4. The optimal system of reward and punishment (from the point of view of the administrator) must depend not only on the objective (as Robin suggests) but also on the nature of the task: thus with the development of technology, reward becomes more effective for many tasks. The next step is to gradually eliminate material rewards and punishments altogether, as they detract from high-level performance and distort agents’ goals. (See Belief–opinion confusion and the contradictions of capitalist investment markets: Fictional-market socialismhttp://tinyurl.com/ke2oj98 .)

      • IMASBA

        “Everyone but the winner loses status, which is a positional good.”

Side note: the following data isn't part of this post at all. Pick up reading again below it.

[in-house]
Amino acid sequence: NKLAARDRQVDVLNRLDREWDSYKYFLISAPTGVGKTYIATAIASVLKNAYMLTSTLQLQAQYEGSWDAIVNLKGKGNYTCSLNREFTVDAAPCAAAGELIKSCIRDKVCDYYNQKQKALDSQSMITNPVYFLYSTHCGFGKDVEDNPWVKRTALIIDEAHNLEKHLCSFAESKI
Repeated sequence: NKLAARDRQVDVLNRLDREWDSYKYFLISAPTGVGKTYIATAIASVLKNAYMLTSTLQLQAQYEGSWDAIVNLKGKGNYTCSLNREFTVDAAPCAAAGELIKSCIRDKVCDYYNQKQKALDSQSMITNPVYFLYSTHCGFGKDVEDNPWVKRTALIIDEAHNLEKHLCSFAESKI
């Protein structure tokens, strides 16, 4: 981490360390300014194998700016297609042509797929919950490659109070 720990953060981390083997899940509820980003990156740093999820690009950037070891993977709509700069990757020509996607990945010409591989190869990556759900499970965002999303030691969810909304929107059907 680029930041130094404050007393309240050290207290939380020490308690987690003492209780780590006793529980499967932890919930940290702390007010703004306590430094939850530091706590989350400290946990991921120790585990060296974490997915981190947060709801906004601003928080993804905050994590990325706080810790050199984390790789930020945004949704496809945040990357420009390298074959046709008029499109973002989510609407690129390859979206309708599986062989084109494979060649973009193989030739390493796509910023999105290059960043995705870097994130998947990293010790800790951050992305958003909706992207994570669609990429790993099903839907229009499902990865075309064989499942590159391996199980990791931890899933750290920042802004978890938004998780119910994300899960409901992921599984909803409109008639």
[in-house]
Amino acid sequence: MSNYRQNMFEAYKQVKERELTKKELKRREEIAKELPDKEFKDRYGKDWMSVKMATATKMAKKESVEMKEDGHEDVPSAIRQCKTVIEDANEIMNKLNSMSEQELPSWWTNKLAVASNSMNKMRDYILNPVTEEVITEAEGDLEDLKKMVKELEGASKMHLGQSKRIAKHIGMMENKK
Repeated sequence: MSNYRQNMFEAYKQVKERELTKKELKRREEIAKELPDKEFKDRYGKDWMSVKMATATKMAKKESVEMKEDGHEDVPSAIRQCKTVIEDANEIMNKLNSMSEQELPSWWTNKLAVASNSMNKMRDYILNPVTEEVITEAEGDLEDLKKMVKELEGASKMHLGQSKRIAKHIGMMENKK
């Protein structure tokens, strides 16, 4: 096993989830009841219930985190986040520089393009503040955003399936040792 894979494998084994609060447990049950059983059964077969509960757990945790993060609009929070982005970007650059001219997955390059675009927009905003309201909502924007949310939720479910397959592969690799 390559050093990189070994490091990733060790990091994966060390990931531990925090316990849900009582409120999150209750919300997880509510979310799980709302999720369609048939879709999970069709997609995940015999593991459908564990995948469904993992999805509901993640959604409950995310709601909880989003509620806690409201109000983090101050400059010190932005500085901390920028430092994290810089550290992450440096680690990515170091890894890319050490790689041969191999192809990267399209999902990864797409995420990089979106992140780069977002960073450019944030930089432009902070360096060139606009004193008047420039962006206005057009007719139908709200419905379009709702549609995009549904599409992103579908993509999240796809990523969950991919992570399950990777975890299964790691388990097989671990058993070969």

Everyone but the winner(s) loses some theoretical quantity, but this isn’t money we’re talking about, shared status “feels” better. This is why people bond in bootcamp. It doesn’t feel bad to be “average” or a winner, it does feel bad to be a loser.

      • IMASBA

        To further explain my first point: if no one is punished the pain is spread out and may even cease to be pain because finding yourself among peers is pleasant. If one person is punished that person gets destroyed (lose job, become unemployable, etc…). People in a system without punishment also do not have to fear the crippling damage you get from being singled out for punishment. I think this is similar to how there’s the same average status in a society with slavery as there is in one without slavery, but people prefer living in a society without slavery.

        “But you can rest on your laurels if the task is complex and you’re really smart. Perhaps another reason technological development disfavors punishing poor performance.”